Swedish firm launches ‘invisible’ cycle helmet

Recognising that vain cyclists need a reason other than the risk of serious injury to wear a helmet, a Swedish firm has developed a discreet novel collar that works much like an air-bag, Lina Sennevall reports.

Swedish firm launches 'invisible' cycle helmet

The product, which has been given the Swedish name “Hövding” is worn around the neck and contains a folded up airbag that will only be inflated in the event of an accident.

“Hövding is a practical accessory that’s easy to carry around, it’s got a great looking yet subtle design, and it will save your life,” explains one of the product's inventors Anna Haupt.

The Hövding enables the image-conscious cyclist to enjoy the wind through their hair as they ply their path through the city streets, sure in the knowledge that sartorially at least, they are looking their best.

When activated, the airbag is shaped like a hood, surrounding and protecting the bicyclist’s head and is controlled by sensors that pick up the abnormal movements in the event of an accident.

“We wanted to make a head protection for bicyclists based on the demands that were presented in our surveys,” explains Terese Alstin who invented the product together with Anna Haupt.

The firm has received praise for its design panache and recently attracted a 20 million kronor ($3 million) from Industrifonden, an state-backed fund founded in 1979 which invests in small Swedish companies with international growth potential.

The funding has been earmarked to help the inventors develop the product further.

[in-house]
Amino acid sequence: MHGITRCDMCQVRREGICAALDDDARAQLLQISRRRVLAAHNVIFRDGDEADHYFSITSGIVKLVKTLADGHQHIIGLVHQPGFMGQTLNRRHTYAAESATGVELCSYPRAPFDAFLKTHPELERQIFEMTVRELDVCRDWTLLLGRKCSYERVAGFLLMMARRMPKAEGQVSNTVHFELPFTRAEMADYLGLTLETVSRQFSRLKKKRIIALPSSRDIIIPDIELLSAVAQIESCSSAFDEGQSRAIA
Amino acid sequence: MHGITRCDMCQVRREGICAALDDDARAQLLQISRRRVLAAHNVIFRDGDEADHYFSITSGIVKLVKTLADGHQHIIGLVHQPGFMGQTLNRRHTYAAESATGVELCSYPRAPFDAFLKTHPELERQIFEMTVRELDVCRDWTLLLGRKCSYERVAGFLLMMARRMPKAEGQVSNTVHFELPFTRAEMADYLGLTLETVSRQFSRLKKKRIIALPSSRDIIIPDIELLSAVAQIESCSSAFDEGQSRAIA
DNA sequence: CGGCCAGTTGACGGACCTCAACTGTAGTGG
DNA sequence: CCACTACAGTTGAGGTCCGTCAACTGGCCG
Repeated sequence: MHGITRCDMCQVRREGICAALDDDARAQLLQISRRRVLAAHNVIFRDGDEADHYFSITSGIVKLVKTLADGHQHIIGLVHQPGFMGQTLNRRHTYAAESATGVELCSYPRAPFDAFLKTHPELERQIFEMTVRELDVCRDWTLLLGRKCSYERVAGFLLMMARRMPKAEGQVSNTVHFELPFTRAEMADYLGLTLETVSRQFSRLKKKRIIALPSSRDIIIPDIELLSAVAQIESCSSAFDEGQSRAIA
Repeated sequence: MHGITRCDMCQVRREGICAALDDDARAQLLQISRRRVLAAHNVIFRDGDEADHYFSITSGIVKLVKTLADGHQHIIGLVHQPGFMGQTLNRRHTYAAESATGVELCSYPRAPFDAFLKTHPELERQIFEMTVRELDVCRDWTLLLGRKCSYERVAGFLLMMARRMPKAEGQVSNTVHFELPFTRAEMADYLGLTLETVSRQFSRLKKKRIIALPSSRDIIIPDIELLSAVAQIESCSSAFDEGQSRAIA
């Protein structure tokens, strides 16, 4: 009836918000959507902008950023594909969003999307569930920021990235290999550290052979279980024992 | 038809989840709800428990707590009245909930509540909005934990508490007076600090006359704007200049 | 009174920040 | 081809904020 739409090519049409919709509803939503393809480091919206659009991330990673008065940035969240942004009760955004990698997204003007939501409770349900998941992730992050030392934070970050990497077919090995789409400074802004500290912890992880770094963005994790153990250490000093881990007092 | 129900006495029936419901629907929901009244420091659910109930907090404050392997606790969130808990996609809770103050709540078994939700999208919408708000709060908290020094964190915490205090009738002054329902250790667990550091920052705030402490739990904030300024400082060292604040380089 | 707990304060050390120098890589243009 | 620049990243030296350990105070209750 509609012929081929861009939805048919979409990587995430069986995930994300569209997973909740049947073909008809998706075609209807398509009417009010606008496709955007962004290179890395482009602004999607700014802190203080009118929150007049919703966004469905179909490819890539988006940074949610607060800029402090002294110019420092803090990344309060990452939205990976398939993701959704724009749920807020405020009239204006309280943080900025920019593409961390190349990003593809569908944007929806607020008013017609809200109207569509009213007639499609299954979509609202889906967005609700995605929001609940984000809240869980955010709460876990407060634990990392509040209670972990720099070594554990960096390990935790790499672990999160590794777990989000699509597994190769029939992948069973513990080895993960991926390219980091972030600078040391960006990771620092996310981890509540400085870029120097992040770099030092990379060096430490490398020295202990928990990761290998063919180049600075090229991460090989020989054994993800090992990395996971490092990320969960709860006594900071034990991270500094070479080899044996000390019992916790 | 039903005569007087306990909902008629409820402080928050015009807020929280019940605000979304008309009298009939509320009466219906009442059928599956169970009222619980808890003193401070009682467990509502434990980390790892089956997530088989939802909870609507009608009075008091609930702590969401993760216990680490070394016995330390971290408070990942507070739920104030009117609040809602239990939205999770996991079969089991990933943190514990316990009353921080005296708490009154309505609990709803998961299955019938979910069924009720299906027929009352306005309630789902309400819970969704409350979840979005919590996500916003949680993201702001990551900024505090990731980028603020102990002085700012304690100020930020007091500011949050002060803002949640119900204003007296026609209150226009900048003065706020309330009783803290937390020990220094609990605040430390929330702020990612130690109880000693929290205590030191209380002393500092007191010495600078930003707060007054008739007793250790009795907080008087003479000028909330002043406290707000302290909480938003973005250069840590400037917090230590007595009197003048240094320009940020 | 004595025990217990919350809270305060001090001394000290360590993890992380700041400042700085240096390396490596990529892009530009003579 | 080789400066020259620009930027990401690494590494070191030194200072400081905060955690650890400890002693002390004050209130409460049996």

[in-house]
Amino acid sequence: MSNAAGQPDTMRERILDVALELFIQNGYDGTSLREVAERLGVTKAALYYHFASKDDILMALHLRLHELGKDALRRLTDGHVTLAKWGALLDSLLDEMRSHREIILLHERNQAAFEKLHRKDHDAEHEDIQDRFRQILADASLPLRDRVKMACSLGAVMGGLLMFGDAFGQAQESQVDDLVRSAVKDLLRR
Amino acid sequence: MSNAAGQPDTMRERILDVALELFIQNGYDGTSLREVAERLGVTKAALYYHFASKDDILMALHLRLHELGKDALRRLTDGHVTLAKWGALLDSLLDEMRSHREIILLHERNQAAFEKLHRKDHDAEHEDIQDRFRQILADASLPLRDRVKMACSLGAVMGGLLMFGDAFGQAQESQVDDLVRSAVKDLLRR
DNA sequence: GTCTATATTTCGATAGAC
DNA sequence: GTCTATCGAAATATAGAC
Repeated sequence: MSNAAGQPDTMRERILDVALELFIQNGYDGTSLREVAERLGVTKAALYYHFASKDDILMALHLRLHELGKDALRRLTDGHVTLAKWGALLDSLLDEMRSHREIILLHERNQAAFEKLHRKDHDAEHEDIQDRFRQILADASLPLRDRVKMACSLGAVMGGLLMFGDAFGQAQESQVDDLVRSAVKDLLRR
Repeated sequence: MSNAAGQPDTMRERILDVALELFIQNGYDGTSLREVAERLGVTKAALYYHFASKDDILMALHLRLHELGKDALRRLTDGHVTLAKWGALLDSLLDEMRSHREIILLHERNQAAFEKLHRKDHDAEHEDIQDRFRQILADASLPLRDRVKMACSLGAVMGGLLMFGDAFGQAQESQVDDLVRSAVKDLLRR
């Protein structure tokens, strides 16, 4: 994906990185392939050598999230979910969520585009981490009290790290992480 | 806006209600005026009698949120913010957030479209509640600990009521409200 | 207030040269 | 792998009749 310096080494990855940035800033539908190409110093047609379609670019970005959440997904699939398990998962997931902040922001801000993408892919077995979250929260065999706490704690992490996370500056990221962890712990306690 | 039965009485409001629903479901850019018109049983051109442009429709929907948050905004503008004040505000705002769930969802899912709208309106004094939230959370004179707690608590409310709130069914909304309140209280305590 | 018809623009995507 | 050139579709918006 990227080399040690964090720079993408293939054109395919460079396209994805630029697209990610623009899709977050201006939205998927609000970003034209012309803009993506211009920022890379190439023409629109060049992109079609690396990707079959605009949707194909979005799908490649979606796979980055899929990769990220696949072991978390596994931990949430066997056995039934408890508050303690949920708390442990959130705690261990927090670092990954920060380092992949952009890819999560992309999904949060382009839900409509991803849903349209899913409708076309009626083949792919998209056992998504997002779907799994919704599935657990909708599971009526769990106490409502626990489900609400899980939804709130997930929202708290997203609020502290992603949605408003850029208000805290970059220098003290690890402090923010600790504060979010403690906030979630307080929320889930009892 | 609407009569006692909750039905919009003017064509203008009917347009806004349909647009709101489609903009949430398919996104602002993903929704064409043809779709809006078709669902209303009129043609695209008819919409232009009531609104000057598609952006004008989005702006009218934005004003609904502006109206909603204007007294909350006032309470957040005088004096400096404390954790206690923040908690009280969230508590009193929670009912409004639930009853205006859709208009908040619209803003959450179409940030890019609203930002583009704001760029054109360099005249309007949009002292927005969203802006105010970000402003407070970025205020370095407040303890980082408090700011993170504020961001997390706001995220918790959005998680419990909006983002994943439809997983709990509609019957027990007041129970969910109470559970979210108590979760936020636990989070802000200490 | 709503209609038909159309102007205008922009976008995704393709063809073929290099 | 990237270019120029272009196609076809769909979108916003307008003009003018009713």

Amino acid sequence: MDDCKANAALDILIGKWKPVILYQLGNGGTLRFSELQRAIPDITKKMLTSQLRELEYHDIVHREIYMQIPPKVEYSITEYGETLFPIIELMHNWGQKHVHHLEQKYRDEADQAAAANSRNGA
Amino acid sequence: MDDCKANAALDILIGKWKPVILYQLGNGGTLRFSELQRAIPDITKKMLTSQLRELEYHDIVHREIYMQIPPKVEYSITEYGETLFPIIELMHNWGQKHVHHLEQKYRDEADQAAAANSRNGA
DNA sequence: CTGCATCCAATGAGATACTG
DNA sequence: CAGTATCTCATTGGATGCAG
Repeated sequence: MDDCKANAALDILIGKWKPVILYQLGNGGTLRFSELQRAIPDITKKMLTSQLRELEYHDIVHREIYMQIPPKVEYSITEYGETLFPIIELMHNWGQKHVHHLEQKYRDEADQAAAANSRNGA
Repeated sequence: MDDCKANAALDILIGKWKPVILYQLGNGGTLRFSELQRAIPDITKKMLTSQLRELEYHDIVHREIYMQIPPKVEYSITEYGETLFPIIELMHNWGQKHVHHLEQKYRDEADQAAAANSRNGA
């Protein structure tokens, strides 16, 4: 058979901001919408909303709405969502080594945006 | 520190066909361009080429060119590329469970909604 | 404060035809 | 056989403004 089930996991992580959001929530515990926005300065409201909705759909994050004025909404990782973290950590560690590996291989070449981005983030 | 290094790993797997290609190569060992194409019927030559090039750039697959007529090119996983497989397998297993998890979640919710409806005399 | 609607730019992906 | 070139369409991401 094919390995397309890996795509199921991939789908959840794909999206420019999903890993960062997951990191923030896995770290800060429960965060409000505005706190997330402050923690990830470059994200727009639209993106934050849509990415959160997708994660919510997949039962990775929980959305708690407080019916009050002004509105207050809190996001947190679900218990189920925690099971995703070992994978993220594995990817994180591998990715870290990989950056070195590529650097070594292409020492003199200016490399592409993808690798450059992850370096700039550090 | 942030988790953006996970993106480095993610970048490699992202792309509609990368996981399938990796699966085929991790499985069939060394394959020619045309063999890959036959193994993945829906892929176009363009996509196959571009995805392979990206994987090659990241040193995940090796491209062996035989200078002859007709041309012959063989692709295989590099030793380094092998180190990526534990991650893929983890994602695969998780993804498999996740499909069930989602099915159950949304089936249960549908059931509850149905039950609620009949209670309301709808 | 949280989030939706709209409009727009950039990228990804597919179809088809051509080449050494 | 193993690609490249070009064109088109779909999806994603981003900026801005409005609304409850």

“We’ve kept an eye on the company since 2006 when they won the Venture Cup (the world’s biggest business plan competition),” said Lennart Gustafson, responsible for investments at Industrifonden.

“We are now convinced that the product lives up to the high safety requirements while still being an ergonomic and convenient helmet. It’s a very exciting company with great entrepreneurial drive and competence.“

While the collar is discreet, at least in comparison to your average bike helmet, the inventors have considered the fact that users may want to ensure that it fits their outfit and have developed a removable shell that can be changed as required.

Haupt and Alstin met while writing their masters theses in the field of industrial designers and together they came up with the idea that laid the foundations for developing Hövding.

“The law that had just been introduced in Sweden making bicycle helmets compulsory for children up to the age of 15 had triggered a heated debate on whether it should be extended to include adult cyclists too,” the pair explains.

“To people like us, who wouldn't be seen dead in a polystyrene helmet, the thought that we might be forced to wear one by law was cause for concern.”

Every year about 40 people die and about 30,000 are injured in bicycling accidents in Sweden. One in three bicyclists who are injured suffer head injuries. Alstin and Hupt think their invention will get more people to wear a helmet and decrease injuries.

Demand for the helmet which went on sale in the autumn, has been high and pre-orders of Hövding have been halted after the first production batch had already been sold out.


The helmet carries a price tag of 2995 kronor and will be sold in the company’s web shop and in the design store, Designtorget.

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